UI Data Types¶
Please see the “Data Types” product concept page for more information about the idea behind UI data types (a.k.a. “UI types” for brevity).
The main goal of the UI Data Type system is to create a better user experience for non-technical users on the frontend. We aim to do this by:
- Making data types understood in simple, non-technical terms.
- e.g. users should not need to know or think about what a
DOUBLE PRECISIONis in order to set their column to accept decimal numbers.
- Reducing cognitive load while picking a data type.
- A user should not need to look through every single data type to figure out how to set up their column. Setting up their column involves both data integrity and a consistent set of database operations.
- e.g. if a user knows their data is numeric, they shouldn’t have to look through every data type to figure out which ones are numeric and how they’re different.
We’d like to minimize the number of UI Types so that the user can first make a decision about which UI Type to use and then adjust the parameters within that type to change the underlying PostgreSQL type if needed.
A Mathesar type can be thought of as a set of one or more PostgreSQL data types. Every PostgreSQL type should be mapped to exactly one UI type, but a UI type can be mapped to many PostgreSQL types.
Mathesar types are an abstraction only applicable to frontend clients, they should not be considered in any operations at the backend or database level. For example, filtering, sorting, and grouping operations happen using PostgreSQL types, not UI types.
UI types are defined in the backend instead of the frontend for two reasons:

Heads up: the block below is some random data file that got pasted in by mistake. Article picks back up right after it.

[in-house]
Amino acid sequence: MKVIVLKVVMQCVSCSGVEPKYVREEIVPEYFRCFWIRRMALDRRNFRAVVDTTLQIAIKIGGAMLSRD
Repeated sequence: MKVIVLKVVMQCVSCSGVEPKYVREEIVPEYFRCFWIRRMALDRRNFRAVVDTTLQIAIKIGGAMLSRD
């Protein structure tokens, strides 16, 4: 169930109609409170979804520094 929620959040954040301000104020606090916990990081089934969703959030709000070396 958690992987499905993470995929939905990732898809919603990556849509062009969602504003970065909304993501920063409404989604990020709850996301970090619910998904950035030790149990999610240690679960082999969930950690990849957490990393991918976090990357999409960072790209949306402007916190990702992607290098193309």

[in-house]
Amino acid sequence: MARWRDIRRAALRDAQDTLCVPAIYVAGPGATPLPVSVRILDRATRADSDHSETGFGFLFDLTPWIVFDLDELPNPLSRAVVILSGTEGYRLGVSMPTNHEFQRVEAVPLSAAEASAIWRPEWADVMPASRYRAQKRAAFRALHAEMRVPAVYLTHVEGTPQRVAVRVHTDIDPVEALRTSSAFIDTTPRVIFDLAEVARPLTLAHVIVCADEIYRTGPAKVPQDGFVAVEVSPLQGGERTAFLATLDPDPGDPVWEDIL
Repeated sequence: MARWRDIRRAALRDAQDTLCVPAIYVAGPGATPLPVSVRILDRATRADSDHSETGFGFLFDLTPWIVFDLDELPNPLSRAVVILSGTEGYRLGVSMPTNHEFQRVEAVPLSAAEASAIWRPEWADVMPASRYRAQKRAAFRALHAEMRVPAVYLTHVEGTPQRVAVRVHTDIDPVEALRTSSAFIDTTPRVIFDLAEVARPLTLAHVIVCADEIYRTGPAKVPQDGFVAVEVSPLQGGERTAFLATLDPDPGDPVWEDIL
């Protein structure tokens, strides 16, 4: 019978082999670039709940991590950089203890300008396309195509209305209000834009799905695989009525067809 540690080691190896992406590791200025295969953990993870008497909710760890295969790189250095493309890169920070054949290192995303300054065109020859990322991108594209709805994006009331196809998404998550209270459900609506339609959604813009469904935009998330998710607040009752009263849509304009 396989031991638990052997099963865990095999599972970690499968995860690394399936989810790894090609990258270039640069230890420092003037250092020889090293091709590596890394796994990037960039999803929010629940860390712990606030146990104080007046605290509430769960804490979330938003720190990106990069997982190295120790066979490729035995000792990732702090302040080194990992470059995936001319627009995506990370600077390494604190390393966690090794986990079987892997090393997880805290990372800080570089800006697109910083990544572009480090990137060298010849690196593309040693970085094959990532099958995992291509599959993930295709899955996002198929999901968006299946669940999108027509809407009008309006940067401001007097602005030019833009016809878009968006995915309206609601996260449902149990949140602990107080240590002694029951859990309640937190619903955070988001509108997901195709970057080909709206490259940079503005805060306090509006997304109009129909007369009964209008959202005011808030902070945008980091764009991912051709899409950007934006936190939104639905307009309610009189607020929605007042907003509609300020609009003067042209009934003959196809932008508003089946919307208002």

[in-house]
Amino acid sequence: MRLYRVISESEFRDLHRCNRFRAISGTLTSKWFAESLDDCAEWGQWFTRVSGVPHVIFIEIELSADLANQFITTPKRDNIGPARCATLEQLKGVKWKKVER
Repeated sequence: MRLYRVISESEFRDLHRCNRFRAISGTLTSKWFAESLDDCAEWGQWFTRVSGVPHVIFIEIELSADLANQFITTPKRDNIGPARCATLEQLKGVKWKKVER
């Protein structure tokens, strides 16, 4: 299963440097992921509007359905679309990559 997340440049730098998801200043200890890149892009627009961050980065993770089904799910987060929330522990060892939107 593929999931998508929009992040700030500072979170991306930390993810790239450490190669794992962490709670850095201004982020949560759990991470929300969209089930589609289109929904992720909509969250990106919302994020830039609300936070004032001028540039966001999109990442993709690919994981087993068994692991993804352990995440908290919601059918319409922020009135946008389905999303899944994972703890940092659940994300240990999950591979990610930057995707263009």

- to enable alternate clients that play well with the abstractions we use for the “official” frontend
- to enable users to extend the type system by installing types in the backend and automatically getting the user experience offered by the frontend without having to write frontend code.
Criteria to Define UI Types¶
We will need to extend the Mathesar type system over time as we support more data types. When doing so, we should follow these criteria for what PostgreSQL types can be grouped into a single UI type. These criteria assume that you have selected a set of PostgreSQL types and are now wondering whether they make sense together as a UI type:
- The set of types as a whole should be able to be described by a simple concept (e.g. Number, Text, Date & Time, Email)
- There should be a reasonable default type that can be picked from the set so that users can only pick a UI type and have the default database type apply. Applying the default database type should not cause any loss of data.
- e.g. the Number UI type’s default is
NUMERIC, since it’s general enough to cover most use cases.
- e.g. the Date & Time UI type’s default is
TIMESTAMP WITH TIME ZONE, since it preserves all information.
- It should be possible to cast data between all PostgreSQL data types in the set.
- The types in the set should support the exact same filters and groups.
List of UI Data Types¶
Current mapping of UI data types to PostgreSQL types.
We’ll expand these over time as we support advanced functionality for more types in Mathesar.
|UI Data Type||PostgreSQL Data Type||Default||Notes|
||Custom type implemented as domain around
|Date & Time||
|List||PostgreSQL Arrays (single dimension only)||
||We should support all database and display options for whatever data type that the array is set to.|
||N/A, cannot be set at the moment.||These types are native PostgreSQL data types that we don’t support any advanced functionality for yet.|
Some common data types used by users (e.g. emails, URLs, etc.) do not have native PostgreSQL equivalents. For these data types, Mathesar ships with custom PostgreSQL types that users can install if they want.
- The Global Data Type Components design spec shows the user experience of UI Data Types and PostgreSQL types in the UI.
- “Mathesar Data Types definition” on GitHub Discussions